Deposit rates are inching up as banks position themselves to attract – and keep – their best clients during the first rising rate environment in more than a decade.
Financial institutions quickly increased rates on loans after the Federal Reserve Board hiked the fed funds rate in December, but they have been reluctant to do the same with deposit pricing.
Still, some larger banks, including JPMorgan Chase and U.S. Bancorp, are planning to boost rates for some commercial depositors, and several banks, including some near New York City, have introduced CD rates that top 1%.
Higher rates sometimes provide an indication of a bank's funding needs, said Christopher Marinac, an analyst at FIG Partners. Most banks still have plenty of liquidity, Marinac said, adding that analysts and investors will spend coming quarters trying to determine why certain institutions are finally willing to pay more for deposits.
Since the Fed's rate hike, 6% of all banks have increased rates on money market accounts and two-year CDs with balances of at least $100,000, he wrote in a recent note to clients.
The topic of deposit pricing has come up in a number of quarterly earnings calls.
"Our job, and what we are doing, is paying attention to the competitive landscape" for deposits, Marianne Lake, JPMorgan Chase's chief financial officer, said during the $1.9 trillion-asset New York company's conference call.
The landscape has changed significantly since the Fed last raised rates in 2004. Mobile banking has made it easier for consumers in search of higher yields to move funds between banks, and a slew of nonbank competitors have surfaced.
Other factors that didn't exist 12 years ago could also influence banks' deposit-gathering strategies.
Jim Graves, senior vice president of commercial and small-business deposits at KeyCorp in Cleveland, said during a recent small-business banking conference hosted by American Banker that regulators' stance on liquidity coverage ratios should make demand deposit accounts more appealing. At the same time, the Dodd-Frank Act's repeal of Regulation Q, which lets banks pay interest on commercial checking accounts, could make money market demand accounts obsolete, he said.
Consumer demand could also force banks to move quickly to raise deposit rates.
Banks "have to consider the depositors' perspective," Luanne Cundiff, president of First State Bank of St. Charles in Missouri, said during a panel discussion hosted by the American Bankers Association that took place shortly before the Fed acted. "It has been so long since there has been a movement in rates. Once word of one hits the paper, [depositors] are absolutely going to expect a rate increase."
Still, a meager 25-basis-point increase seems to have had a minimal effect on consumer demand, and rates have mostly held steady on deposit accounts in the past month. The average rate on a two-year CD has risen by just 1 basis point since mid-November, to 0.63%, according to Keefe, Bruyette & Woods. Rates for money market accounts have also risen nominally.
Repricing is "starting a little bit slower than what we would have potentially modeled," said Kathy Rogers, the $411 billion-asset U.S. Bancorp's chief financial officer, said during the Minneapolis company's quarterly call.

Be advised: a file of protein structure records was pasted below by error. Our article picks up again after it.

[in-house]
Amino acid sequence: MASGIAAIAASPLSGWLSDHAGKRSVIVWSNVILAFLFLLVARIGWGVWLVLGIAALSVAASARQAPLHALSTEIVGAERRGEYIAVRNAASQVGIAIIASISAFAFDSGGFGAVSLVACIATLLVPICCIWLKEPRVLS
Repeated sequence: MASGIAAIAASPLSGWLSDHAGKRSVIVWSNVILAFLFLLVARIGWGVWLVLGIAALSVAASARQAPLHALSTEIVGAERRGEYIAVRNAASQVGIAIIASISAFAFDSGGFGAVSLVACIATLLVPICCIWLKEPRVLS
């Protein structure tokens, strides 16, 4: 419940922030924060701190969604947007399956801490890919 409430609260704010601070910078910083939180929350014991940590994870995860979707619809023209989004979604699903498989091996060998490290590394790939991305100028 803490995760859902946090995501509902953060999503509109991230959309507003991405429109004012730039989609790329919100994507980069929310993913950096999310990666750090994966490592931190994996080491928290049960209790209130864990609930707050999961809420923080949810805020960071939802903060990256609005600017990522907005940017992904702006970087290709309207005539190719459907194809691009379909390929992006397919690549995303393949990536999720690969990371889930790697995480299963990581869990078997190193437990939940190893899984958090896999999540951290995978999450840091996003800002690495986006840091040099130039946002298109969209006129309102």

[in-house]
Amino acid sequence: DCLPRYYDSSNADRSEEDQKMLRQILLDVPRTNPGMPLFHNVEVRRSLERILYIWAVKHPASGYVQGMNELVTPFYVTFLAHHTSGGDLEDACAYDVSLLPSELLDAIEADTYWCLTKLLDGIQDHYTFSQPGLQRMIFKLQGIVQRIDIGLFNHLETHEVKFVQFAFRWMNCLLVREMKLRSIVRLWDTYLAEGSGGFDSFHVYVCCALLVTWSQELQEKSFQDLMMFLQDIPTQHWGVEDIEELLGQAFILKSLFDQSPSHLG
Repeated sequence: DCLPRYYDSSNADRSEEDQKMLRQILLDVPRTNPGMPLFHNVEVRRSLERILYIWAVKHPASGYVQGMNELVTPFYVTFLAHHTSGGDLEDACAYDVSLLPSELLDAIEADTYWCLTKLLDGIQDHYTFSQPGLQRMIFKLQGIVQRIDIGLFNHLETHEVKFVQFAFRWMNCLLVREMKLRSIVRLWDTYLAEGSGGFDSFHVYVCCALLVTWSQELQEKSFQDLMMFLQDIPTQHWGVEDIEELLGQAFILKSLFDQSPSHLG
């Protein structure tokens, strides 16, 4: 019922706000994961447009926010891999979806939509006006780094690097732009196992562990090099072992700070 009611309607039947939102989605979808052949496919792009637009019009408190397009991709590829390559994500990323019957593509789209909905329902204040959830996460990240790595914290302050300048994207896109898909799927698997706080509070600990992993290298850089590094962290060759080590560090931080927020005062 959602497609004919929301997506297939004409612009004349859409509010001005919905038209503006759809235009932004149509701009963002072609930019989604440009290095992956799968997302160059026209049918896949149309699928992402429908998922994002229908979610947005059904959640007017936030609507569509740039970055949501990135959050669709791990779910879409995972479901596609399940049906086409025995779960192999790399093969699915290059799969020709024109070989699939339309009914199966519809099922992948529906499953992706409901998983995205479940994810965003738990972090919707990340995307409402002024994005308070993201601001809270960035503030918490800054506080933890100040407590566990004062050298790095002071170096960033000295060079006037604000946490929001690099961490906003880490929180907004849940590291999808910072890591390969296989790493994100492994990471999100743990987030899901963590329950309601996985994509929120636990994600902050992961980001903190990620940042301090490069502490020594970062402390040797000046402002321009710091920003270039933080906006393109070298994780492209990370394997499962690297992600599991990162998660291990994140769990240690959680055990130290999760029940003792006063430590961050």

Still, some small banks seem intent to get a jump on their competition.
The $5.5 billion-asset Flushing Financial increased rates on its two-year CD by 115 basis points since early December, to 1.3%, according to Marinac's report, which analyzed data from SNL Financial. The $44.9 billion-asset New York Community Bancorp and the $14.9 billion-asset Astoria Financial, which recently agreed to merge, have also boosted rates.
Representatives for New York Community and Astoria declined to comment; Flushing did not respond to a request for comment.
First Colonial Bancorp in Collingswood, N.J., increased the rate on its two-year CD by 75 basis points, to 1.25%. The $446 million-asset company "popped" deposit rates "up a bit" due to steady local competition, said Chief Executive Gerry Banmiller.
Money market rates at Valley National Bancorp in Wayne, N.J., have more than doubled in the last month, reaching 0.45% in early January. The increase is "intended to reinforce Valley's commitment to its consumer and business customer base," a spokesman for the $19.5 billion-asset company said in an email.
Elsewhere, Park Sterling in Charlotte, N.C., has been offering a 1.36% rate for certain money market accounts in Richmond, Va., a market it entered last year. Customers have to sign up for a checking account and electronic statements to quality for the rate.
Any early movement on deposit rates should be viewed with a critical eye, industry observers said. Only a month has passed since the Fed nominally raised rates, and consumers are widely expected be more responsive to future rate hikes.
"I wouldn't read too much into it," Collyn Gilbert, an analyst at KBW, said of Valley National's rate increase, adding that the company doesn't have a strong funding need.
In fact, most bankers are taking a wait-and-see approach.
"Given such a fairly modest increase, the pressure from any part of our depository base has been muted," Grayson Hall, chairman, president and chief executive of Regions Financial, said during the Birmingham, Ala., company's fourth-quarter call. Regions continues to "watch very closely" what its competitors are up to.
Some bankers believe the timing just isn't right to ratchet up pricing.
"We've been very slow to react — or appropriately slow to react — in terms of our own pricing," John Shrewsberry, Wells Fargo's chief financial officer, said during the San Francisco company's earnings call. While other big banks have boosted rates on commercial deposits, the $1.6 trillion-asset Wells is holding off for now, he said.
"We're competing on service," Shrewsbury said. "We're competing on price. We're competing on a lot of things."